Today, the memorial service for my mom, who died August 5th, took place in Burlington, Vt. The church broadcast the farewell live online, via Ustream, which was founded in 2007. But had the family chosen to instead hold a more intimate gathering, anyone with a smartphone could have shared the send-off via a number of services, such as Facebook Live, Periscope, YouTube, or, yes, Ustream, among others. FB opened to the public in September 2006; Live, to everyone, in April 2016. Periscope: March 2015. YouTube is the grandpa service, officially opening in November 2005 but live streaming for the masses debuted only about four months ago.
The power is in your pocket to broadcast to anyone, anywhere, at anytime. Just ask all those crazy Instagrammers and SnapChatters. They know.
The world is full of narcissists, who gain popularity by self-broadcasting themselves, boasting their own accomplishments, and in process taking praise or gaining glory. They are false. Ingenuine. There is another type of character—someone who naturally gives, asks for nothing in return, and (often too rarely) is well-regarded for their generosity. They are true charmers in the sense self-proclaimers pretend to be.
My mom, who passed away today, Aug. 5, 2017, was social through grace and a kind of innate likability. She was short in stature—adult height of four feet, ten-and-a-half inches—but tall in presence. In any room, she easily became the sun around which all present orbited. I often marveled at how people just gravitated to the small woman without any seeming effort on her part, other than flowing friendliness and generosity. Her buoyant, positive spirit, supported by unstoppable, advocating determination, made mom the person others wanted to be with—and to be like. She was authentic. Genuine.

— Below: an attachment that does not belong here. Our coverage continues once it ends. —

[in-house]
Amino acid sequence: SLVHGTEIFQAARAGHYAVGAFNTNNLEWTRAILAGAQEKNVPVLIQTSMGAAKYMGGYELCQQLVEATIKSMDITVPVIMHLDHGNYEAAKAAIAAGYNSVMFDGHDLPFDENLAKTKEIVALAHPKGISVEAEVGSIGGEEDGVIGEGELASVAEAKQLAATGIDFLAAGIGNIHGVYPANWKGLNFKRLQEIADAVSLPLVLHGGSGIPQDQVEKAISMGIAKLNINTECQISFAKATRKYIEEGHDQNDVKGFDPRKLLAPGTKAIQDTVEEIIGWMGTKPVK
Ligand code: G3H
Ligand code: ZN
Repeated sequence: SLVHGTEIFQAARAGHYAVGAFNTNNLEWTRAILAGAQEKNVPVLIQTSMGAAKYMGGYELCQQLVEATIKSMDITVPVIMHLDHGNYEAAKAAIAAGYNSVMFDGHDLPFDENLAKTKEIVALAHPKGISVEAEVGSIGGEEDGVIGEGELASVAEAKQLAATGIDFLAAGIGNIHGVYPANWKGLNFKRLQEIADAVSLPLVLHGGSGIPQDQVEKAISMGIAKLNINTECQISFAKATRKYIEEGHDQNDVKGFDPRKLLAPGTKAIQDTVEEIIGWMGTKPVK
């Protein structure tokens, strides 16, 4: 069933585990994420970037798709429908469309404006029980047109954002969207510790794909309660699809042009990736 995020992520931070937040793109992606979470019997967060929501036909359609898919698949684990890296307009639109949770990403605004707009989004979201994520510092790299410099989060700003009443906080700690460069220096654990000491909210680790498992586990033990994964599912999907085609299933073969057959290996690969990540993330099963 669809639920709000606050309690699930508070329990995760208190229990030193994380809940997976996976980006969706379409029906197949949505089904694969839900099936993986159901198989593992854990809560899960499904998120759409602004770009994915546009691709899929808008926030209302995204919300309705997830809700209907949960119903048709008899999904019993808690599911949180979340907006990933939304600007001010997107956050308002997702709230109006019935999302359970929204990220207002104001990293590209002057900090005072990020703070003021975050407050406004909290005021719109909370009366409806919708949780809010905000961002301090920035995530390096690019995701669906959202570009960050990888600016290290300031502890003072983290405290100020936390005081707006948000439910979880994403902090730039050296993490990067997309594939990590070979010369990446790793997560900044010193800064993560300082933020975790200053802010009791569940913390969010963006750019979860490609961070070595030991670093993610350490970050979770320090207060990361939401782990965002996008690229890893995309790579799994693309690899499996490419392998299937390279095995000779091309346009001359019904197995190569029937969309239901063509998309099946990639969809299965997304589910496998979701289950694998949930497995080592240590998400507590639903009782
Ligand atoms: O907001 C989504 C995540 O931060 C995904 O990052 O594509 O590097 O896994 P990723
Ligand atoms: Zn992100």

Talk to long-time residents in the University Heights neighborhood and ask if they remember my father-in-law, when yes, the answer typically is the same: Riding his bicycle. A lanky man of advanced age makes a long-lasting impression—must be since he gave up the two-wheeler five years ago. Here, he rides a new bike down Cleveland Ave., on Nov. 13, 2008. At that time, he rode 1.5 km or more most every day—including jaunts down Washington Street that even I wouldn’t risk. By 2012, he switched to a pedal-electric hybrid. A few weeks before Thanksgiving that year, someone stole Bob’s bike from his apartment complex’s laundry room, after failing to get coins from the washing machines. He never rode again.
Today, my wife and I closed out her dad’s apartment. He died on Jan. 11, 2017, the month after reaching 95 years-old. The last item to go was his kitchen table and chairs, which I posted for free to Craigslist. I stared long at the smokey-glass top table, reminiscing, while waiting for the pickup. Anne or I spent most of our time visiting her dad seated there together. Somehow it’s fitting the dining furniture should be the last belongings to leave his place.